For fluorescence to occur, you need to excite at an energy higher than the emission. According to the spec sheet this plastic scintillator emits at a peak of 420 nm - it may be that 400 nm is just not a high enough energy to excite it.
I am used to thinking of scintillators as being used with radiation sources - xray, gamma sources. You need a pretty "hot" source to see scintillation with your bare eyes - many years ago I did the experiment in a dark room illuminating a 3" NaI scintillator with 2 mCi of Ba-133. After my eyes accommodated I could see a very faint glow...
You will have much, much better luck using a dedicated photo sensor (photomultiplier, or these day use a SiPM - solid state photomultiplier). SiPM in particular has a gain of around 10^6 for a relatively low bias voltage (30 V for some devices) and will give you electrical signals in proportion to the incident light. This will show you that your scintillator is working - when you illuminate it with a weak radiation source (an old watch with radium hands would be very effective). See for example http://sensl.com/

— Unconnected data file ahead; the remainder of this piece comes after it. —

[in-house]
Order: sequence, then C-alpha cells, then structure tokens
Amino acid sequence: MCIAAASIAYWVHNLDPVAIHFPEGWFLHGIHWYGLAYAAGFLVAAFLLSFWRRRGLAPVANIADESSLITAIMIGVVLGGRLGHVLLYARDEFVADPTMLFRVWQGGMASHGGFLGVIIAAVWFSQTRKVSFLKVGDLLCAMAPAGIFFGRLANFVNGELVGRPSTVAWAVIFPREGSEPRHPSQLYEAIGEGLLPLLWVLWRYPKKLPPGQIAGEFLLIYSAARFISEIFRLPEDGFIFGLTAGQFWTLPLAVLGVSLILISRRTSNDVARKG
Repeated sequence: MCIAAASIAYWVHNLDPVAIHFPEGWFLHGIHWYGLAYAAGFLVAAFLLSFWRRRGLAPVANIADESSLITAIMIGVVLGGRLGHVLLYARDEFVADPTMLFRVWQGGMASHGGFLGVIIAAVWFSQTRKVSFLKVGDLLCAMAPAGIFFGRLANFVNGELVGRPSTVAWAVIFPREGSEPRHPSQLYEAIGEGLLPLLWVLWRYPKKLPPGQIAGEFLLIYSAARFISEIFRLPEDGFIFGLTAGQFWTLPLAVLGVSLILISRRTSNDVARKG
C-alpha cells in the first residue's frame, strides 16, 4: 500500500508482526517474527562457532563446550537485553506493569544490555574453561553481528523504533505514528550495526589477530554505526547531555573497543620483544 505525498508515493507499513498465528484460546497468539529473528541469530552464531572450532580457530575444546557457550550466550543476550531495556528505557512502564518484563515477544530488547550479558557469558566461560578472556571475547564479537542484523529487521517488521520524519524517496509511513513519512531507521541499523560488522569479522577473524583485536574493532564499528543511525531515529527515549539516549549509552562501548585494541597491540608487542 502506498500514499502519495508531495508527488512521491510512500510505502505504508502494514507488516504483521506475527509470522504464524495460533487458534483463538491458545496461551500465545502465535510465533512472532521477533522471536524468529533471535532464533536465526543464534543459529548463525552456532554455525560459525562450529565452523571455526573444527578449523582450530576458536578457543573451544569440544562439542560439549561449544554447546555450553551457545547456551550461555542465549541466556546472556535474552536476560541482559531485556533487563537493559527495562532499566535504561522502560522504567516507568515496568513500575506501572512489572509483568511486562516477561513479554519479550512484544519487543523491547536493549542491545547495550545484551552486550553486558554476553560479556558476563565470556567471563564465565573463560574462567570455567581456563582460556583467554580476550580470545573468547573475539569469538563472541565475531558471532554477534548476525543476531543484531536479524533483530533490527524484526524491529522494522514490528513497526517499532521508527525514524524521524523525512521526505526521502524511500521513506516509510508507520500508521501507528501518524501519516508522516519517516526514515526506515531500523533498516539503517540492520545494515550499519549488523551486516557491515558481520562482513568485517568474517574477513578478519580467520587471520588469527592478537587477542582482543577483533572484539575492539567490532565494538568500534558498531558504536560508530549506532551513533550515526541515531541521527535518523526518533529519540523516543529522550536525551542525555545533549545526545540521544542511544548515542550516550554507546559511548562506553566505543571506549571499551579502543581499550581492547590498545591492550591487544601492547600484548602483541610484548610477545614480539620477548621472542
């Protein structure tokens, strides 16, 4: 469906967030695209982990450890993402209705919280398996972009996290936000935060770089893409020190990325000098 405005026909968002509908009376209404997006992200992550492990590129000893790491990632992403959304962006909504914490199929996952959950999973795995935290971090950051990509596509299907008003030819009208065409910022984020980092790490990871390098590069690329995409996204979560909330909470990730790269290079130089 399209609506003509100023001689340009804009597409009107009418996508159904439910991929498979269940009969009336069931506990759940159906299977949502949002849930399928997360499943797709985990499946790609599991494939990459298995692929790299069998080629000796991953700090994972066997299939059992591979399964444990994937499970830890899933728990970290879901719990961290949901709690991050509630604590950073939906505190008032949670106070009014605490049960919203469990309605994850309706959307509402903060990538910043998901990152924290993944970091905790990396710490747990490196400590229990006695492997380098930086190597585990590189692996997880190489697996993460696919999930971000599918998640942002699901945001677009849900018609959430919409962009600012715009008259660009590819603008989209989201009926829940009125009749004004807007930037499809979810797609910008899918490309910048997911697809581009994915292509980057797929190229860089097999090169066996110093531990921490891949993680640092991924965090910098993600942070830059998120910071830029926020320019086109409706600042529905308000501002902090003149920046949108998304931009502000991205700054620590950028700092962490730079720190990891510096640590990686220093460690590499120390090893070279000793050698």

I am familiar with plastic fiber scintillators that give off brightly colored light when excited by UV - or even daylight. And that might be the thing to try in your case - illuminate the scintillator with daylight and observe from the side. If you see a blue-ish hue you know you are looking at scintillation - especially if the hue goes away when you go indoors.
Many fluorescent tubes also emit significant UV - this is why some photos will "bleach" indoors when placed near such lamps. You may be able to see your scintillator glow blue in the vicinity of such tube.
And if you only see the glow at "scratches" on the surface it may just be that most of the light bounces around inside (total internal reflection). This is why scintillator surfaces are often roughened - the uneven surface increases the probability that photons can cross the interface where there is a refractive index mismatch. You see this with scintillating fibers that seem to "emit" light only from their ends...
See for example this picture (from http://kuraraypsf.jp/images/index_ph01.jpg)
You can see the "brightness" at the end of the fiber - the construction (with graded index along the sides) drives all the light to this one interface where the light can escape.